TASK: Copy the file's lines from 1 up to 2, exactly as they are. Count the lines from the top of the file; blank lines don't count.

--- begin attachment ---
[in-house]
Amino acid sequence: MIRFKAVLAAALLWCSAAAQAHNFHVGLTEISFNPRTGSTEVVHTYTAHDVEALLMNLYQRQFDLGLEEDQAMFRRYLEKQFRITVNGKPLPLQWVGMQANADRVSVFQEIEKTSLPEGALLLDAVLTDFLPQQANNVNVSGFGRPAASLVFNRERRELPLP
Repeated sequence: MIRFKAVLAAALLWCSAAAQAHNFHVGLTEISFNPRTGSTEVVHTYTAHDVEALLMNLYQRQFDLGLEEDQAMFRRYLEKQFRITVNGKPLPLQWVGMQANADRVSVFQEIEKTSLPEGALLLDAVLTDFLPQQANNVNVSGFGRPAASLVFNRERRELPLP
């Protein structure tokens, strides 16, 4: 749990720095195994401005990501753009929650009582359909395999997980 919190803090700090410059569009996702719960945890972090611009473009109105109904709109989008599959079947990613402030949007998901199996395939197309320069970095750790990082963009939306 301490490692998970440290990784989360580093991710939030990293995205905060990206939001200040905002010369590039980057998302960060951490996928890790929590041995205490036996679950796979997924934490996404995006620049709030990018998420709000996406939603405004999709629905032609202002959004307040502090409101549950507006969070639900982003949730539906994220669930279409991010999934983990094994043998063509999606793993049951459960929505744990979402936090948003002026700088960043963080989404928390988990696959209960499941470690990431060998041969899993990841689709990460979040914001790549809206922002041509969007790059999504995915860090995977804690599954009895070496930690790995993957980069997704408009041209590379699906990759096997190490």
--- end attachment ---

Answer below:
[in-house]
Amino acid sequence: MIRFKAVLAAALLWCSAAAQAHNFHVGLTEISFNPRTGSTEVVHTYTAHDVEALLMNLYQRQFDLGLEEDQAMFRRYLEKQFRITVNGKPLPLQWVGMQANADRVSVFQEIEKTSLPEGALLLDAVLTDFLPQQANNVNVSGFGRPAASLVFNRERRELPLP